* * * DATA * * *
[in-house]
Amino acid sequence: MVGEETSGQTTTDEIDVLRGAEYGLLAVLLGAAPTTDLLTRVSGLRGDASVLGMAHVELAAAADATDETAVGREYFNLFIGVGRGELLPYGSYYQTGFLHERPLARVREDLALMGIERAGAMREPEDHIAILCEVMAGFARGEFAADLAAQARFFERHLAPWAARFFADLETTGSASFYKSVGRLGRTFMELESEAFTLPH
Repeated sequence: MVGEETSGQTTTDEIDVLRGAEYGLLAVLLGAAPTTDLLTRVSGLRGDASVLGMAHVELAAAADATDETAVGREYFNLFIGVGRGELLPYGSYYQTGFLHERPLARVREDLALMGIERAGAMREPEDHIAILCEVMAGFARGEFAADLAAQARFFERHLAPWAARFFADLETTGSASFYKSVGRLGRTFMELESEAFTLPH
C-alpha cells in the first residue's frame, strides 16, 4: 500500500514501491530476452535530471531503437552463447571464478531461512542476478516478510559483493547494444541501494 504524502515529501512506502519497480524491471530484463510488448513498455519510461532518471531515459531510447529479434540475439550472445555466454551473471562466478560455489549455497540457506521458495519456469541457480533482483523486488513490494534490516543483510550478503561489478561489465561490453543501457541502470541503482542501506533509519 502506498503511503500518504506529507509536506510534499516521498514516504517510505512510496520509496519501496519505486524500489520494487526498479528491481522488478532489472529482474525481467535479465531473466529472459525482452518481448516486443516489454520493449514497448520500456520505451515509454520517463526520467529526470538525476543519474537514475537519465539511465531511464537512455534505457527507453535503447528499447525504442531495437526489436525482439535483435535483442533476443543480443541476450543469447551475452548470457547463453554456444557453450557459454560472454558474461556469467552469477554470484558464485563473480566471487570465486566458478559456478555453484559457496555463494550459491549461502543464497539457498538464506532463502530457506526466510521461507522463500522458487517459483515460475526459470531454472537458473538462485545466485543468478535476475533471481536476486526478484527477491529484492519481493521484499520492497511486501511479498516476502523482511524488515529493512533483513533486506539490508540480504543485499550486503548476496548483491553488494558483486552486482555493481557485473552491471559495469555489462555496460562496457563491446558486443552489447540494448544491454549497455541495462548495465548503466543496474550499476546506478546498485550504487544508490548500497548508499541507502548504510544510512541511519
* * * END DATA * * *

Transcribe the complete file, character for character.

[in-house]
Amino acid sequence: MVGEETSGQTTTDEIDVLRGAEYGLLAVLLGAAPTTDLLTRVSGLRGDASVLGMAHVELAAAADATDETAVGREYFNLFIGVGRGELLPYGSYYQTGFLHERPLARVREDLALMGIERAGAMREPEDHIAILCEVMAGFARGEFAADLAAQARFFERHLAPWAARFFADLETTGSASFYKSVGRLGRTFMELESEAFTLPH
Repeated sequence: MVGEETSGQTTTDEIDVLRGAEYGLLAVLLGAAPTTDLLTRVSGLRGDASVLGMAHVELAAAADATDETAVGREYFNLFIGVGRGELLPYGSYYQTGFLHERPLARVREDLALMGIERAGAMREPEDHIAILCEVMAGFARGEFAADLAAQARFFERHLAPWAARFFADLETTGSASFYKSVGRLGRTFMELESEAFTLPH
C-alpha cells in the first residue's frame, strides 16, 4: 500500500514501491530476452535530471531503437552463447571464478531461512542476478516478510559483493547494444541501494 504524502515529501512506502519497480524491471530484463510488448513498455519510461532518471531515459531510447529479434540475439550472445555466454551473471562466478560455489549455497540457506521458495519456469541457480533482483523486488513490494534490516543483510550478503561489478561489465561490453543501457541502470541503482542501506533509519 502506498503511503500518504506529507509536506510534499516521498514516504517510505512510496520509496519501496519505486524500489520494487526498479528491481522488478532489472529482474525481467535479465531473466529472459525482452518481448516486443516489454520493449514497448520500456520505451515509454520517463526520467529526470538525476543519474537514475537519465539511465531511464537512455534505457527507453535503447528499447525504442531495437526489436525482439535483435535483442533476443543480443541476450543469447551475452548470457547463453554456444557453450557459454560472454558474461556469467552469477554470484558464485563473480566471487570465486566458478559456478555453484559457496555463494550459491549461502543464497539457498538464506532463502530457506526466510521461507522463500522458487517459483515460475526459470531454472537458473538462485545466485543468478535476475533471481536476486526478484527477491529484492519481493521484499520492497511486501511479498516476502523482511524488515529493512533483513533486506539490508540480504543485499550486503548476496548483491553488494558483486552486482555493481557485473552491471559495469555489462555496460562496457563491446558486443552489447540494448544491454549497455541495462548495465548503466543496474550499476546506478546498485550504487544508490548500497548508499541507502548504510544510512541511519